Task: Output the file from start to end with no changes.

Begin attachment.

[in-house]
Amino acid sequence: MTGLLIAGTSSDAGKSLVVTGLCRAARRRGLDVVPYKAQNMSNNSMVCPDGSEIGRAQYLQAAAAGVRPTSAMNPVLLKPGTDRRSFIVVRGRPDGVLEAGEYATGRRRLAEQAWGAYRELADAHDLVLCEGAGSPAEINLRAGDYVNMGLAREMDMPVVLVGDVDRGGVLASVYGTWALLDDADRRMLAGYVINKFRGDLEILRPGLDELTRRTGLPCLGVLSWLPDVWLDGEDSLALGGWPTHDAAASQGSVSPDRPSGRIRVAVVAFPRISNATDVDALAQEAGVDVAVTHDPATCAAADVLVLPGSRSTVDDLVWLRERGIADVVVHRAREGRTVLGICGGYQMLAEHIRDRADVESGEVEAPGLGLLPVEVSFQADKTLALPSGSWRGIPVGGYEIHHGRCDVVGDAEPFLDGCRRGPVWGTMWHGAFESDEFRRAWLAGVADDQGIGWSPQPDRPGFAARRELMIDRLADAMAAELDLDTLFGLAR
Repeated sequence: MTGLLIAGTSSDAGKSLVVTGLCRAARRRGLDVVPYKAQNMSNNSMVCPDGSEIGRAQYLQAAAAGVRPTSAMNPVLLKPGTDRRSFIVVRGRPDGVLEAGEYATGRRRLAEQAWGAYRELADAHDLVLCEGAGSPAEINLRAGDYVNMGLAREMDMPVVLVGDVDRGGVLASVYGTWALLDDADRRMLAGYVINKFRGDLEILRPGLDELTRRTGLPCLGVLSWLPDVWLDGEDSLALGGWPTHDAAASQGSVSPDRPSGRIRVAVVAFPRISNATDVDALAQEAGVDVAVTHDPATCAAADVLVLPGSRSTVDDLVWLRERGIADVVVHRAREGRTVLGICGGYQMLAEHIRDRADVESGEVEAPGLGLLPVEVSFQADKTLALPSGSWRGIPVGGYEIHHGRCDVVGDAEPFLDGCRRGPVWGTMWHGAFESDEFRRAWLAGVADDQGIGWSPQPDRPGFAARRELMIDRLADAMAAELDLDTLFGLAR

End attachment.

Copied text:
[in-house]
Amino acid sequence: MTGLLIAGTSSDAGKSLVVTGLCRAARRRGLDVVPYKAQNMSNNSMVCPDGSEIGRAQYLQAAAAGVRPTSAMNPVLLKPGTDRRSFIVVRGRPDGVLEAGEYATGRRRLAEQAWGAYRELADAHDLVLCEGAGSPAEINLRAGDYVNMGLAREMDMPVVLVGDVDRGGVLASVYGTWALLDDADRRMLAGYVINKFRGDLEILRPGLDELTRRTGLPCLGVLSWLPDVWLDGEDSLALGGWPTHDAAASQGSVSPDRPSGRIRVAVVAFPRISNATDVDALAQEAGVDVAVTHDPATCAAADVLVLPGSRSTVDDLVWLRERGIADVVVHRAREGRTVLGICGGYQMLAEHIRDRADVESGEVEAPGLGLLPVEVSFQADKTLALPSGSWRGIPVGGYEIHHGRCDVVGDAEPFLDGCRRGPVWGTMWHGAFESDEFRRAWLAGVADDQGIGWSPQPDRPGFAARRELMIDRLADAMAAELDLDTLFGLAR
Repeated sequence: MTGLLIAGTSSDAGKSLVVTGLCRAARRRGLDVVPYKAQNMSNNSMVCPDGSEIGRAQYLQAAAAGVRPTSAMNPVLLKPGTDRRSFIVVRGRPDGVLEAGEYATGRRRLAEQAWGAYRELADAHDLVLCEGAGSPAEINLRAGDYVNMGLAREMDMPVVLVGDVDRGGVLASVYGTWALLDDADRRMLAGYVINKFRGDLEILRPGLDELTRRTGLPCLGVLSWLPDVWLDGEDSLALGGWPTHDAAASQGSVSPDRPSGRIRVAVVAFPRISNATDVDALAQEAGVDVAVTHDPATCAAADVLVLPGSRSTVDDLVWLRERGIADVVVHRAREGRTVLGICGGYQMLAEHIRDRADVESGEVEAPGLGLLPVEVSFQADKTLALPSGSWRGIPVGGYEIHHGRCDVVGDAEPFLDGCRRGPVWGTMWHGAFESDEFRRAWLAGVADDQGIGWSPQPDRPGFAARRELMIDRLADAMAAELDLDTLFGLAR